These results indicate that antagonism of GPVI or the P2Y receptors severely impaired exposure of activation-dependent epitopes on α2β1 and αIIbβ3. Only combined blockade of GPVI and secondary mediators resulted in full inhibition of integrins. This confirms that autocrine ADP and thromboxane play key roles in thrombus build-up24,25 and reveals that these mediators, along with GPVI, mediate α2β1 and αIIbβ3 activation.
GPIb Involved in Collagen Platelet Adhesion but not in Integrin Activation
GPIb-IX-V mediates platelet adhesion to collagen under shear. Its role in integrin activation was studied using the anti-GPIbα mAb 12G1, which specifically hinders shear-dependent adhesion to vWF.34 At maximally effective concentration of 40 μg/mL, 12G1 F(ab′)2 completely blocked adhesion of platelets to immobilized vWF. However, the F(ab′)2 only partially reduced adhesion to collagen fibers at 1000 s−1 (Figure V, available online at http://atvb.ahajournals.org). Although less platelet-collagen contacts were formed, aggregate formation was not prevented; the area covered by platelets remained 72.2±10.6% (n=7) of control. GPIb blockade with 12G1 inhibited staining with OG488-annexin-A5 to 41.7±3.3% of control (Figure V). This intervention reduced staining with FITC-PAC1 and FITC-IAC-1 only moderately to 70.7±11.4% and 73.8±16.3% of control, respectively. However, with 9O12 present, 12G1 markedly inhibited platelet deposition to 12.0±5.3% of control.
The results with blocking antibody were corroborated by studies with blood from a patient with Bernard-Soulier syndrome, displaying GPIb-deficient platelets (Figure 5A). After 4 minutes of perfusion, surface area covered with patient platelets was 7.6±0.9% (ie, slightly lower than the averaged value for healthy subjects [16.4±1.3%; n=11]). With 9O12, adhesion of patient platelets was almost abolished to 8.2±1.8% of control conditions (Figure 5A and 5B). Thus, at this shear rate, GPIb and GPVI together determine adhesion to collagen, but GPIb does not have a major role in integrin activation.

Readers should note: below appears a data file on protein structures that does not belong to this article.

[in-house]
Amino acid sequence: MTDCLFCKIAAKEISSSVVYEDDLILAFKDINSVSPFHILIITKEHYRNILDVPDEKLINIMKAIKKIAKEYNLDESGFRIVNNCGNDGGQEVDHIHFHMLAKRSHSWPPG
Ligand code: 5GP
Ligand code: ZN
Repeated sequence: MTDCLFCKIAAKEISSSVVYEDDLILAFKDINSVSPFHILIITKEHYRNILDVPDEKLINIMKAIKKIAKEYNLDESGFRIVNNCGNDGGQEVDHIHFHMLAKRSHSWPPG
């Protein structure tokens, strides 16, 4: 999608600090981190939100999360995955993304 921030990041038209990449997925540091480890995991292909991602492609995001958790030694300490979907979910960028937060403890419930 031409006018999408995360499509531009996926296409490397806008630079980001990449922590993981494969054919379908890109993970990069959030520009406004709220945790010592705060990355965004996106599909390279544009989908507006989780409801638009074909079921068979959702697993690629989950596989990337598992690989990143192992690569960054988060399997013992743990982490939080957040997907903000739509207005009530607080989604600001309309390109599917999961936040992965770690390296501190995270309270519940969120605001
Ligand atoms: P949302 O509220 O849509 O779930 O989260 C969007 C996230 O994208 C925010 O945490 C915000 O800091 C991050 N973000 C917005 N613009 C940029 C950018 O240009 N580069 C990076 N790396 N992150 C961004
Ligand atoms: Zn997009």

Functional Importance of α2β1 Activation
Under control conditions, most platelets on collagen displayed pseudopods, lamellipods, or blebs. When 9O12 was combined with ASA and P2Y blockers, platelets adhered individually (coverage 28.9±4.8% of control) and did not show morphological signs of activation (Figure 6). The remaining adhesion was integrin-dependent because blocking anti-α2β1 mAb 6F1 (10 μg/mL) severely abrogated adhesion with 9O12 (18.0±3.5% versus control; n=4), and extra addition of αIIbβ3-blocking arg-gly-asp-ser (400 μmol/L) eliminated all platelet deposition (<5%). Thus, integrins participated in platelet adhesion in the absence of detectable binding of IAC-1, PAC1, or fibrinogen.
Experiments in which 6F1 was added to the blood informed on the functional importance of (activated) α2β1. Blocking of α2β1 with 6F1 notably reduced pseudopod formation but still allowed bleb formation (Figure 6). The 6F1 effect was complete with P2Y blockers present as well (only blebs formed because of GPVI activation). Pseudopod and lamellipod formation was restored when 9O12-treated platelets were postperfused with ADP (data not shown). This suggested that α2β1-dependent pseudopod formation, which correlated with IAC-1 binding, was responsible for increased platelet–collagen contact.